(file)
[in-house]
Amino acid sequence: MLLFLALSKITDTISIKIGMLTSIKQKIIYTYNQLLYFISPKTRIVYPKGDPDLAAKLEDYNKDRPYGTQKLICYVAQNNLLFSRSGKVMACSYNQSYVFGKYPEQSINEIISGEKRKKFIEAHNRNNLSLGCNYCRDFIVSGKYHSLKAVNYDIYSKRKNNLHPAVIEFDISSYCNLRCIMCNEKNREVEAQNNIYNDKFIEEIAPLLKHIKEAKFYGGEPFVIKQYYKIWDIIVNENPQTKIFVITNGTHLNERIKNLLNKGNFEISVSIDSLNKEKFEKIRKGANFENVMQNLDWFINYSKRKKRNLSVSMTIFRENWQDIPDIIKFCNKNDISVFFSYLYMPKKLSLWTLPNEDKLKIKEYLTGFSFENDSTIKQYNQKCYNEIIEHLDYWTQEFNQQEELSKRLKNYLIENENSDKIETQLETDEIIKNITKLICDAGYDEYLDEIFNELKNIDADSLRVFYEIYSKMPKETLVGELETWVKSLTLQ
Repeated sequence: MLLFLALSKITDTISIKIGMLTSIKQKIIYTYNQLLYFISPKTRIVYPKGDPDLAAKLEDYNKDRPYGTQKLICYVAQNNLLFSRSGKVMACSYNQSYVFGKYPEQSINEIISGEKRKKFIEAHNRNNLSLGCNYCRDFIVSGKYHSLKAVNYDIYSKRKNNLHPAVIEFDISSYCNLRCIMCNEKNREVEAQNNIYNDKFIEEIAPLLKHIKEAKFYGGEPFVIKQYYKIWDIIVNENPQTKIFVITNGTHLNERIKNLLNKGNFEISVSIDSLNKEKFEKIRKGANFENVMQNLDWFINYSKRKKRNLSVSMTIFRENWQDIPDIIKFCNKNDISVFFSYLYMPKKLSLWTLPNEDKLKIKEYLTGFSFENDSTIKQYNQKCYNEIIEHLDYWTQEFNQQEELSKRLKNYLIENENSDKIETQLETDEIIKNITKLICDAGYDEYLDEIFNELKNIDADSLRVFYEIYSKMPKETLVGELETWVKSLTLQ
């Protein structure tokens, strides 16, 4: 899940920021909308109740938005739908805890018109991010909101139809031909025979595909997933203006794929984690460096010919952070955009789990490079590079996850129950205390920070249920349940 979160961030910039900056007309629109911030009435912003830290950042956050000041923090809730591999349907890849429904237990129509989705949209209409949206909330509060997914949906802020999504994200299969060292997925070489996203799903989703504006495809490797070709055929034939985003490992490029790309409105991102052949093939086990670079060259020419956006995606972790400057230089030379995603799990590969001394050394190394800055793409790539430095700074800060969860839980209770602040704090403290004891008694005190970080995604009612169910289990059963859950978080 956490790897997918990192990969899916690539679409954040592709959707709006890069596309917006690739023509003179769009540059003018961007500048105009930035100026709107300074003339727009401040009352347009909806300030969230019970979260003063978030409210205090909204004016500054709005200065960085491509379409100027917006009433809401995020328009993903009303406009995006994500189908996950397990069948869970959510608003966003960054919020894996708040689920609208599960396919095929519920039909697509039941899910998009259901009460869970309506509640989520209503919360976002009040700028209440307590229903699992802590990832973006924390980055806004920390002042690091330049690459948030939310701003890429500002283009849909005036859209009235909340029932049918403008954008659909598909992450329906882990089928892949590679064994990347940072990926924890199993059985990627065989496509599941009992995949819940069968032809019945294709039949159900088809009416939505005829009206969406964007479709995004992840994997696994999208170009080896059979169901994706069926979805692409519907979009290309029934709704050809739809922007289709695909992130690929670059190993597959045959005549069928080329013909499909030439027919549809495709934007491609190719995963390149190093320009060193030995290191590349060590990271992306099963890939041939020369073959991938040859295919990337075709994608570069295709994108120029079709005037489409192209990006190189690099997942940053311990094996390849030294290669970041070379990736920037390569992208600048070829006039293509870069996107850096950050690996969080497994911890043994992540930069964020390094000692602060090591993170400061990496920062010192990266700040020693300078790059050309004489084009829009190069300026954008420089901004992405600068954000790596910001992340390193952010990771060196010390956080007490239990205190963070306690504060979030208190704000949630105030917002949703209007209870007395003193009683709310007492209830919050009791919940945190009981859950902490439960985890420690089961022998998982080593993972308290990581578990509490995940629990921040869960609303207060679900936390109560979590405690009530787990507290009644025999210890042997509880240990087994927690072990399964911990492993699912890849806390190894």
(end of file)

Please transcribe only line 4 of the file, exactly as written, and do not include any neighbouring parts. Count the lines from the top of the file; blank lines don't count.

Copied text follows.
């Protein structure tokens, strides 16, 4: 899940920021909308109740938005739908805890018109991010909101139809031909025979595909997933203006794929984690460096010919952070955009789990490079590079996850129950205390920070249920349940 979160961030910039900056007309629109911030009435912003830290950042956050000041923090809730591999349907890849429904237990129509989705949209209409949206909330509060997914949906802020999504994200299969060292997925070489996203799903989703504006495809490797070709055929034939985003490992490029790309409105991102052949093939086990670079060259020419956006995606972790400057230089030379995603799990590969001394050394190394800055793409790539430095700074800060969860839980209770602040704090403290004891008694005190970080995604009612169910289990059963859950978080 956490790897997918990192990969899916690539679409954040592709959707709006890069596309917006690739023509003179769009540059003018961007500048105009930035100026709107300074003339727009401040009352347009909806300030969230019970979260003063978030409210205090909204004016500054709005200065960085491509379409100027917006009433809401995020328009993903009303406009995006994500189908996950397990069948869970959510608003966003960054919020894996708040689920609208599960396919095929519920039909697509039941899910998009259901009460869970309506509640989520209503919360976002009040700028209440307590229903699992802590990832973006924390980055806004920390002042690091330049690459948030939310701003890429500002283009849909005036859209009235909340029932049918403008954008659909598909992450329906882990089928892949590679064994990347940072990926924890199993059985990627065989496509599941009992995949819940069968032809019945294709039949159900088809009416939505005829009206969406964007479709995004992840994997696994999208170009080896059979169901994706069926979805692409519907979009290309029934709704050809739809922007289709695909992130690929670059190993597959045959005549069928080329013909499909030439027919549809495709934007491609190719995963390149190093320009060193030995290191590349060590990271992306099963890939041939020369073959991938040859295919990337075709994608570069295709994108120029079709005037489409192209990006190189690099997942940053311990094996390849030294290669970041070379990736920037390569992208600048070829006039293509870069996107850096950050690996969080497994911890043994992540930069964020390094000692602060090591993170400061990496920062010192990266700040020693300078790059050309004489084009829009190069300026954008420089901004992405600068954000790596910001992340390193952010990771060196010390956080007490239990205190963070306690504060979030208190704000949630105030917002949703209007209870007395003193009683709310007492209830919050009791919940945190009981859950902490439960985890420690089961022998998982080593993972308290990581578990509490995940629990921040869960609303207060679900936390109560979590405690009530787990507290009644025999210890042997509880240990087994927690072990399964911990492993699912890849806390190894």